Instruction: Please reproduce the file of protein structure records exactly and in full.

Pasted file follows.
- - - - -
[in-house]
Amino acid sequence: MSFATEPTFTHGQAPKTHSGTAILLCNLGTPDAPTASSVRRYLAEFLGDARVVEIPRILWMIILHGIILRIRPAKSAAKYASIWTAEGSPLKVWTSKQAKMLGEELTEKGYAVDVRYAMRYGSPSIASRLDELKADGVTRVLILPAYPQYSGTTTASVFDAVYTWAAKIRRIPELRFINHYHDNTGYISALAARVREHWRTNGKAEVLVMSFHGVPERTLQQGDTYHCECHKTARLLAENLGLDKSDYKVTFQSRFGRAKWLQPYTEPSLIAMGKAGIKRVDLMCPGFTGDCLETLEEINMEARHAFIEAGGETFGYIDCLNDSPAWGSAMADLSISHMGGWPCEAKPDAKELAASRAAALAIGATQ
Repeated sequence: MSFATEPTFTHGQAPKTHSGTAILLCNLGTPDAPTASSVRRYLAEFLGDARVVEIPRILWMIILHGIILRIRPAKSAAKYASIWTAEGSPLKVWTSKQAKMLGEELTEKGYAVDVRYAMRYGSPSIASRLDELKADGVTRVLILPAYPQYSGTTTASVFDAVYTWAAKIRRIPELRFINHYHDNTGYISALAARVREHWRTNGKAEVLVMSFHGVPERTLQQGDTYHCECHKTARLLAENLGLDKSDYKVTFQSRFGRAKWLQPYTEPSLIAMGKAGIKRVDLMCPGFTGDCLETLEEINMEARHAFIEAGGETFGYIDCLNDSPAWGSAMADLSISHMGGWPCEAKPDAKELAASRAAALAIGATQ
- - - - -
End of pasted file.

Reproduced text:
[in-house]
Amino acid sequence: MSFATEPTFTHGQAPKTHSGTAILLCNLGTPDAPTASSVRRYLAEFLGDARVVEIPRILWMIILHGIILRIRPAKSAAKYASIWTAEGSPLKVWTSKQAKMLGEELTEKGYAVDVRYAMRYGSPSIASRLDELKADGVTRVLILPAYPQYSGTTTASVFDAVYTWAAKIRRIPELRFINHYHDNTGYISALAARVREHWRTNGKAEVLVMSFHGVPERTLQQGDTYHCECHKTARLLAENLGLDKSDYKVTFQSRFGRAKWLQPYTEPSLIAMGKAGIKRVDLMCPGFTGDCLETLEEINMEARHAFIEAGGETFGYIDCLNDSPAWGSAMADLSISHMGGWPCEAKPDAKELAASRAAALAIGATQ
Repeated sequence: MSFATEPTFTHGQAPKTHSGTAILLCNLGTPDAPTASSVRRYLAEFLGDARVVEIPRILWMIILHGIILRIRPAKSAAKYASIWTAEGSPLKVWTSKQAKMLGEELTEKGYAVDVRYAMRYGSPSIASRLDELKADGVTRVLILPAYPQYSGTTTASVFDAVYTWAAKIRRIPELRFINHYHDNTGYISALAARVREHWRTNGKAEVLVMSFHGVPERTLQQGDTYHCECHKTARLLAENLGLDKSDYKVTFQSRFGRAKWLQPYTEPSLIAMGKAGIKRVDLMCPGFTGDCLETLEEINMEARHAFIEAGGETFGYIDCLNDSPAWGSAMADLSISHMGGWPCEAKPDAKELAASRAAALAIGATQ